Taking it a step further, I think it would serve me well to think about “things” that clutter my life in terms of “activities”. Do I have any bad habits that distract me from God? The biggest and perhaps most common issue I have is with that blasted smart phone. I may pick it up with the best intentions (call my mom, send a happy note to a friend), but inevitably I end up getting pulled in to Facebook or some other time-wasting site. Ten minutes may pass before I think, “What am I doing?” I’ve been working very hard at limiting this time when I’m around my kids or my husband, but even if I have time to spare, do I really find it edifying and life-giving to spend my time finding posts to “Like?” I’m not saying smart phones can’t draw one closer to God– you can do Liturgy of the Hours, communicate with loved ones, read Sacred Scripture, or engage in evangelization efforts. These are all good things. But that’s not always how I use my phone. So one thing I’ve decided to do is lock my phone and use a swipe pattern to unlock it. My pattern is the cross. And as I swipe that cross on my phone I say, “Lord, help me to use this time wisely.” That’s it. I may not be ready to “give up” or “get rid of” Facebook or my favorite blogs, but I am willing (at least in theory) to make room in my life for God in those things.

The hardest part of this examination process is also thinking about “things” in terms of “people.” I am so blessed to have beautiful, sincere and uplifting people in my life. My family and friends are wonderful– and it’s not because they are all Catholic. It’s because they are all kind and virtuous. I won’t pretend to conflate the two. But reading this article in Verily Magazine a while ago got me thinking about so-called “toxic” relationships in the past, and whether I had been emotionally hanging on to people that needed to be let go. And I was. I mean, I am. I need to learn to let go of exes, failed friendships, nay-sayers and everyone else who has injured me– because stubbornly hanging on to these hurts poisons my relationships today, especially my relationship with God. To put it differently, I realize that God is asking me to forgive. And make room.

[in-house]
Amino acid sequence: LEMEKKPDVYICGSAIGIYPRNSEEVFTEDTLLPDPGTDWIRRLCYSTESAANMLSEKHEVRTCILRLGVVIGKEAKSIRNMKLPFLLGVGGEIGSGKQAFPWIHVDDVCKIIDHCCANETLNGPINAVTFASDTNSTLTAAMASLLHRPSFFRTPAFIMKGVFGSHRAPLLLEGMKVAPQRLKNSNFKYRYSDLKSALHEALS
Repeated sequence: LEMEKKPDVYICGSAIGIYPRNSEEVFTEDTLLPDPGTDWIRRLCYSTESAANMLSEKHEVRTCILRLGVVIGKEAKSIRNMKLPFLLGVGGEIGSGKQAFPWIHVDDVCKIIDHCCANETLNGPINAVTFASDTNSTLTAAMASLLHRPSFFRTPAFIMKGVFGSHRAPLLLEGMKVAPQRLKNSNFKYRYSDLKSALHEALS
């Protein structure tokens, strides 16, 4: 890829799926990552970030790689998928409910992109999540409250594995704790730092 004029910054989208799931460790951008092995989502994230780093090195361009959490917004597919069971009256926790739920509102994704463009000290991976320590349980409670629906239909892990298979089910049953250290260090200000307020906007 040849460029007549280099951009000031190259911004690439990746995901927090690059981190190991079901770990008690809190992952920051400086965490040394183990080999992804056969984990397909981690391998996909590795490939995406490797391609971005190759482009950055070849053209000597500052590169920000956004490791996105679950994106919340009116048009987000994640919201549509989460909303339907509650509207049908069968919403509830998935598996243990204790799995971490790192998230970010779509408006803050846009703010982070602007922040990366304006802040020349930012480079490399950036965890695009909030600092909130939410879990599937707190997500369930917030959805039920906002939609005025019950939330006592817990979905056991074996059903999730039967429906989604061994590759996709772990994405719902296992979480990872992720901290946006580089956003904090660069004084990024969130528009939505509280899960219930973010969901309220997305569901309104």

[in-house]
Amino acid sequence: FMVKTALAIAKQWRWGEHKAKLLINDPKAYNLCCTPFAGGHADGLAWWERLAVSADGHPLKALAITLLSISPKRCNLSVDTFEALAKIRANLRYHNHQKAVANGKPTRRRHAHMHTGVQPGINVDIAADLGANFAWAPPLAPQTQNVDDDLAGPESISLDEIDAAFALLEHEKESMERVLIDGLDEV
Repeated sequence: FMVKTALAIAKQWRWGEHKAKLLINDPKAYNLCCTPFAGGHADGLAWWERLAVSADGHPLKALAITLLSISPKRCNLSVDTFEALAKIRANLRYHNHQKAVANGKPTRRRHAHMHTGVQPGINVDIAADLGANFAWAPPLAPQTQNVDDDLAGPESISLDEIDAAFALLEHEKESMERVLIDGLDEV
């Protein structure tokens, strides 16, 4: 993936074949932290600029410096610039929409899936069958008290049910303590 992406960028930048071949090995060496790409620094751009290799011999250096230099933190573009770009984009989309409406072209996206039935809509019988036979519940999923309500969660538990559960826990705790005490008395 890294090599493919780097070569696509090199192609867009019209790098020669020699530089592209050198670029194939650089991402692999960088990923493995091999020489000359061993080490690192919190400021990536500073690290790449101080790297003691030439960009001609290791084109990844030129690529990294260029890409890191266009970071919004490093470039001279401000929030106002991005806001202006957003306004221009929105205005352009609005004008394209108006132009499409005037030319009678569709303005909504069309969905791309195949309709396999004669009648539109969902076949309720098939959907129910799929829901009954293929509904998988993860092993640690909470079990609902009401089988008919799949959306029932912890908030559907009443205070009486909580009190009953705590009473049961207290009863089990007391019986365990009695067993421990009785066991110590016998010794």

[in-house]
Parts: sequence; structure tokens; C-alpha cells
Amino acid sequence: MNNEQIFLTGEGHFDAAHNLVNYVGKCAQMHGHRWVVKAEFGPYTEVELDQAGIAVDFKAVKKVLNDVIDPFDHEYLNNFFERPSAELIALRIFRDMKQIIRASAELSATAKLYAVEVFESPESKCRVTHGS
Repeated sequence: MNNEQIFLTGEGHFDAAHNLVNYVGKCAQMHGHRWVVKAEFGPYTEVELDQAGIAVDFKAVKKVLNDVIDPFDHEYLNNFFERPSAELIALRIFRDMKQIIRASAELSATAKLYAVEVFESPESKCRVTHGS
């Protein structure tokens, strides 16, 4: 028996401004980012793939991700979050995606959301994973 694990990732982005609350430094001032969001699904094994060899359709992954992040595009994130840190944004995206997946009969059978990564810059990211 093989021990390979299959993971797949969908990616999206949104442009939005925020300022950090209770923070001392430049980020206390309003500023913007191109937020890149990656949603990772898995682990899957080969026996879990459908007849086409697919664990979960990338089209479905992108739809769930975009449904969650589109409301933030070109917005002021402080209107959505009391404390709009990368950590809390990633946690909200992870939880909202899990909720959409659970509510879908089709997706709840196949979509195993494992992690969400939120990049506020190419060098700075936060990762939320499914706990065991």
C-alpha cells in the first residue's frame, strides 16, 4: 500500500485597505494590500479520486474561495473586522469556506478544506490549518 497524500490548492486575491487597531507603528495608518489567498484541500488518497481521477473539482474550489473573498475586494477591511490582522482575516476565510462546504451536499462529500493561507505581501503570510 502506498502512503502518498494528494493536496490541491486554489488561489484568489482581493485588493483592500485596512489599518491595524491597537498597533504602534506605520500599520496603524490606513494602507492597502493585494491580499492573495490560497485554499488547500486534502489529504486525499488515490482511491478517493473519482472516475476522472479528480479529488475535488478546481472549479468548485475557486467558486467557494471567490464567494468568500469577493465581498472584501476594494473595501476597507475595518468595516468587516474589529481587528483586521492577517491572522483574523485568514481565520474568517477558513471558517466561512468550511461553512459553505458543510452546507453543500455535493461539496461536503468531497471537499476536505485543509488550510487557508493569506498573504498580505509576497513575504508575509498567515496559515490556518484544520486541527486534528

It’s a work in progress. And part of it is rather painful and some times I’m tempted to think it’s all just silly. Does God really care about my choice in TV shows at the end of a long day?  Don’t I deserve to veg out and just enjoy myself, relaxing with my husband? I think He definitely cares about bad habits or attitudes that I may subconsciously develop from watching certain things, and the simple fact that I have to face each day is that I don’t deserve anything. All of these good things in my life are gifts from the Father and as much as I may like to hang on to something, I also need to be open to the fact the God is always trying to give me something better– namely, Himself. In order to receive those things, I may need to get rid of some stuff… or at least rethink how I’m using it.

So I’m embarking on a mission of “Spiritual Spring Cleaning,” trying to identify those things in my life that I should “keep” and those things I can let go of in order to Make Room.

Who wants to join me??

By way of meditation, I offer you a passage from St. Augustine’s “De doctrina Christiana”:

St. Augustine by Philippe de Champaigne (public domain)

Some things are to be enjoyed, others to be used, and there are others which are to be enjoyed and used. Those things which are enjoyed make us blessed. Those things which are to be used help and, as it were, sustain us as we move toward blessedness in order that we may gain and cling to those things which make us blessed. If we…wish to enjoy those things which should be used, our course will be impeded and sometimes deflected, so that we are retarded in obtaining those things which are to be enjoyed, or even prevented altogether, shackled by an inferior love. To enjoy something is to cling to it with love for its own sake. To use something, however, is to employ it in obtaining that which you love…Thus in this mortal life, wandering from God, if we wish to return to our native country where we can be blessed, we should use this world and not enjoy it, so that the “invisible things” of God “being understood by the things that are made” (Rom 1:20) may be seen. (De doctrina Christiana, Book One: III-IV, trans. Robertson, 1997)